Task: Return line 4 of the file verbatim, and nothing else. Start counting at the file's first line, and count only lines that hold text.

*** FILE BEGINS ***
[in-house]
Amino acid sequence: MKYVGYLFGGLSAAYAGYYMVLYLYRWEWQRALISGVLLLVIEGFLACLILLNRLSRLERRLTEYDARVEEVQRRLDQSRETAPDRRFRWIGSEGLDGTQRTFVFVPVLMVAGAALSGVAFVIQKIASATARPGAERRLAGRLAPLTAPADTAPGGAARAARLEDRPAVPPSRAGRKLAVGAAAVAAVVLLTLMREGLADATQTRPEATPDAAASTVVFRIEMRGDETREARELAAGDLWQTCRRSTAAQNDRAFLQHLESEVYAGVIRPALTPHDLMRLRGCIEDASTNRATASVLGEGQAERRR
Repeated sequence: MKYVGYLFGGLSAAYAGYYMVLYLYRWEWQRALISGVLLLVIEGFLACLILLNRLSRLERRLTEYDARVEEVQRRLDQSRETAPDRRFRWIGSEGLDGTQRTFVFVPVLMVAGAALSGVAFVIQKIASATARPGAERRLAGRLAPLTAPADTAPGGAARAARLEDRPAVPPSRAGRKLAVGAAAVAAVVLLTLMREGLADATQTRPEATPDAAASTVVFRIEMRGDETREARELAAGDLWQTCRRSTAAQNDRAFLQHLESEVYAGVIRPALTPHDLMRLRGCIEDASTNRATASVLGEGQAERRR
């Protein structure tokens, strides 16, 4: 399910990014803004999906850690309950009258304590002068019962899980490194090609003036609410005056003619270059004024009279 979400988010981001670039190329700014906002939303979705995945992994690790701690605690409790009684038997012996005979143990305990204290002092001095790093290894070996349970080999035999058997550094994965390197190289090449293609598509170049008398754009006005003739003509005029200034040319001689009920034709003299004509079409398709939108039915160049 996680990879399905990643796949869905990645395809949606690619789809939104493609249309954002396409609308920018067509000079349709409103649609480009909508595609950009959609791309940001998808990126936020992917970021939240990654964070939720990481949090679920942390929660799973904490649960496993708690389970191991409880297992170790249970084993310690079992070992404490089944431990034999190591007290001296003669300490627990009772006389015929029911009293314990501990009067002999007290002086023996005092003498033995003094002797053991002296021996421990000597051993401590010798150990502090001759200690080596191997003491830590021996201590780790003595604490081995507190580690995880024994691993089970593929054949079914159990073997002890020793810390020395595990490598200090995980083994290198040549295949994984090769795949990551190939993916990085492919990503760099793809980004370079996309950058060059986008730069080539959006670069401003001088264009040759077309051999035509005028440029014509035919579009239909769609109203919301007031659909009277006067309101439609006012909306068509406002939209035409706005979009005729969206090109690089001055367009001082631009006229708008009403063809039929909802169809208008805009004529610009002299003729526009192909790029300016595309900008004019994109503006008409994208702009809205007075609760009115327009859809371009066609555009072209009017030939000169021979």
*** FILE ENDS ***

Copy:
């Protein structure tokens, strides 16, 4: 399910990014803004999906850690309950009258304590002068019962899980490194090609003036609410005056003619270059004024009279 979400988010981001670039190329700014906002939303979705995945992994690790701690605690409790009684038997012996005979143990305990204290002092001095790093290894070996349970080999035999058997550094994965390197190289090449293609598509170049008398754009006005003739003509005029200034040319001689009920034709003299004509079409398709939108039915160049 996680990879399905990643796949869905990645395809949606690619789809939104493609249309954002396409609308920018067509000079349709409103649609480009909508595609950009959609791309940001998808990126936020992917970021939240990654964070939720990481949090679920942390929660799973904490649960496993708690389970191991409880297992170790249970084993310690079992070992404490089944431990034999190591007290001296003669300490627990009772006389015929029911009293314990501990009067002999007290002086023996005092003498033995003094002797053991002296021996421990000597051993401590010798150990502090001759200690080596191997003491830590021996201590780790003595604490081995507190580690995880024994691993089970593929054949079914159990073997002890020793810390020395595990490598200090995980083994290198040549295949994984090769795949990551190939993916990085492919990503760099793809980004370079996309950058060059986008730069080539959006670069401003001088264009040759077309051999035509005028440029014509035919579009239909769609109203919301007031659909009277006067309101439609006012909306068509406002939209035409706005979009005729969206090109690089001055367009001082631009006229708008009403063809039929909802169809208008805009004529610009002299003729526009192909790029300016595309900008004019994109503006008409994208702009809205007075609760009115327009859809371009066609555009072209009017030939000169021979």